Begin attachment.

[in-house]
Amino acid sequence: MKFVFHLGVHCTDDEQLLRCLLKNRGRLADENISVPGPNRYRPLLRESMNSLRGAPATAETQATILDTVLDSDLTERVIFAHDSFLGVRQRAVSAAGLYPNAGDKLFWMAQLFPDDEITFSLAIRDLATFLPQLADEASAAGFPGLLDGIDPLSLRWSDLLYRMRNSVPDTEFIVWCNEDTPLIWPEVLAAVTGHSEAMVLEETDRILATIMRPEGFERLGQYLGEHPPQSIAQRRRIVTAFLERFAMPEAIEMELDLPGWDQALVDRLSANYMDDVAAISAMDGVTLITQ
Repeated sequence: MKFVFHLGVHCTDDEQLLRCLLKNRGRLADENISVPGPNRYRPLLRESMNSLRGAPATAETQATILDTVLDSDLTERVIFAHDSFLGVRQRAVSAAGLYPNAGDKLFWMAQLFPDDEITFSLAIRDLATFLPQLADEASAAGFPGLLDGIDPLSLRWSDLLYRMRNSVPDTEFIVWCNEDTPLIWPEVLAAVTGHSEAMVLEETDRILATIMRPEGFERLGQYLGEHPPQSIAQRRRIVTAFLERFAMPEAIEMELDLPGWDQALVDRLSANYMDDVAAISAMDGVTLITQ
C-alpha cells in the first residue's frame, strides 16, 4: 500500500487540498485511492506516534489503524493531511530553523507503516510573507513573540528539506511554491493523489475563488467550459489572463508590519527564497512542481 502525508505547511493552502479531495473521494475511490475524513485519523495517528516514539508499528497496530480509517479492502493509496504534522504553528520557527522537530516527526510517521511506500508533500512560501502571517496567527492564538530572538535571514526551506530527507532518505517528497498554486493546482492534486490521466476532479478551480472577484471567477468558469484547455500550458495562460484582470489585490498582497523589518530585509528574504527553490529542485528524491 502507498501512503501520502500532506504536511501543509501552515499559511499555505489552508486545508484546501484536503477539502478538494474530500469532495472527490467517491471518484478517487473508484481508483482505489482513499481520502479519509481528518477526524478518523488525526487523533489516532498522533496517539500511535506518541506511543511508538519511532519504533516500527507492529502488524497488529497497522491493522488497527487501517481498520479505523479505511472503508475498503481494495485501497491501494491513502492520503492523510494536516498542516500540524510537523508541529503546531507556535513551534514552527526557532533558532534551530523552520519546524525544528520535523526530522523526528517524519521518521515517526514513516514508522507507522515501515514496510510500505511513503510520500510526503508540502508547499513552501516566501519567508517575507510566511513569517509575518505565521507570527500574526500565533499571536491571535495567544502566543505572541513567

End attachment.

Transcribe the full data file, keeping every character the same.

[in-house]
Amino acid sequence: MKFVFHLGVHCTDDEQLLRCLLKNRGRLADENISVPGPNRYRPLLRESMNSLRGAPATAETQATILDTVLDSDLTERVIFAHDSFLGVRQRAVSAAGLYPNAGDKLFWMAQLFPDDEITFSLAIRDLATFLPQLADEASAAGFPGLLDGIDPLSLRWSDLLYRMRNSVPDTEFIVWCNEDTPLIWPEVLAAVTGHSEAMVLEETDRILATIMRPEGFERLGQYLGEHPPQSIAQRRRIVTAFLERFAMPEAIEMELDLPGWDQALVDRLSANYMDDVAAISAMDGVTLITQ
Repeated sequence: MKFVFHLGVHCTDDEQLLRCLLKNRGRLADENISVPGPNRYRPLLRESMNSLRGAPATAETQATILDTVLDSDLTERVIFAHDSFLGVRQRAVSAAGLYPNAGDKLFWMAQLFPDDEITFSLAIRDLATFLPQLADEASAAGFPGLLDGIDPLSLRWSDLLYRMRNSVPDTEFIVWCNEDTPLIWPEVLAAVTGHSEAMVLEETDRILATIMRPEGFERLGQYLGEHPPQSIAQRRRIVTAFLERFAMPEAIEMELDLPGWDQALVDRLSANYMDDVAAISAMDGVTLITQ
C-alpha cells in the first residue's frame, strides 16, 4: 500500500487540498485511492506516534489503524493531511530553523507503516510573507513573540528539506511554491493523489475563488467550459489572463508590519527564497512542481 502525508505547511493552502479531495473521494475511490475524513485519523495517528516514539508499528497496530480509517479492502493509496504534522504553528520557527522537530516527526510517521511506500508533500512560501502571517496567527492564538530572538535571514526551506530527507532518505517528497498554486493546482492534486490521466476532479478551480472577484471567477468558469484547455500550458495562460484582470489585490498582497523589518530585509528574504527553490529542485528524491 502507498501512503501520502500532506504536511501543509501552515499559511499555505489552508486545508484546501484536503477539502478538494474530500469532495472527490467517491471518484478517487473508484481508483482505489482513499481520502479519509481528518477526524478518523488525526487523533489516532498522533496517539500511535506518541506511543511508538519511532519504533516500527507492529502488524497488529497497522491493522488497527487501517481498520479505523479505511472503508475498503481494495485501497491501494491513502492520503492523510494536516498542516500540524510537523508541529503546531507556535513551534514552527526557532533558532534551530523552520519546524525544528520535523526530522523526528517524519521518521515517526514513516514508522507507522515501515514496510510500505511513503510520500510526503508540502508547499513552501516566501519567508517575507510566511513569517509575518505565521507570527500574526500565533499571536491571535495567544502566543505572541513567